Today is the 70th anniversary of the start of one of the greatest acts of heroism in the history of the world. On April 19, 1943, SS forces entered the Warsaw Ghetto to begin the final “liquidation” of the enclave in which hundreds of thousands of Jews had been herded. But instead of rounding up the tens of thousands of starving Jews, they were attacked by Jewish resistance forces that stalled their advance and set off a battle that would last for weeks. Two separate groups organized the resistance. One was the ZOB—The Jewish Combat Organization—a coalition that was largely led by left-wing Zionists. The other was the ZZW—the Jewish Military Union—led by right-wing Zionists. Both fought bravely in a struggle that could not alter the fate of the Jews of Warsaw but which nevertheless reminded the world that the honor of the Jewish people had been redeemed in even the most hopeless of circumstances.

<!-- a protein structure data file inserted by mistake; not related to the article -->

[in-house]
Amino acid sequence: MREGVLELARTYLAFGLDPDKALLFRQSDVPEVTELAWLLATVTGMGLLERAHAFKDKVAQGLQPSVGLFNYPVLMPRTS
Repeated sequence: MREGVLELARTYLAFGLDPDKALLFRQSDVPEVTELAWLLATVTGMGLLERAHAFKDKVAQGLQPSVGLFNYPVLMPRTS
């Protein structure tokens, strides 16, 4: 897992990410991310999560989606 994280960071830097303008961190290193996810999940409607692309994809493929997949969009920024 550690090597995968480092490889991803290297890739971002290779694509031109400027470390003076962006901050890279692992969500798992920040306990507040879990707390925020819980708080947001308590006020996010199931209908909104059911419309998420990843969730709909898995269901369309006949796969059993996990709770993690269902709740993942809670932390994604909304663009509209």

Resistance to the Nazis was expressed in many ways, and we now understand that those who stayed with the elderly and children as well as those who died with dignity in other ways deserve to be remembered just as do those few who were able to take up arms against their murderers. But we rightly remember the Warsaw Ghetto fighters and all those who were able to resist the Nazis because their efforts were a symbol of heroism that has inspired subsequent generations of Jews to stand up against those who seek to carry on the hate of Hitler and his legions. The most famous moment of the revolt was the raising by the ZZW of the flag of Poland and the blue and white banner of Zionism over Muranowski Square. This was an event that even the Germans considered of immense importance since it showed their opponents were part of a nation they could not kill–a nation that would be reborn five years later as the State of Israel.
But in a curious act of revisionism, the New York Times commemorated the Ghetto Uprising today with an article that seeks to push back against this narrative and to replace it with one that downgrades the importance of Zionism in both the story of the Warsaw revolt and its place in Jewish history.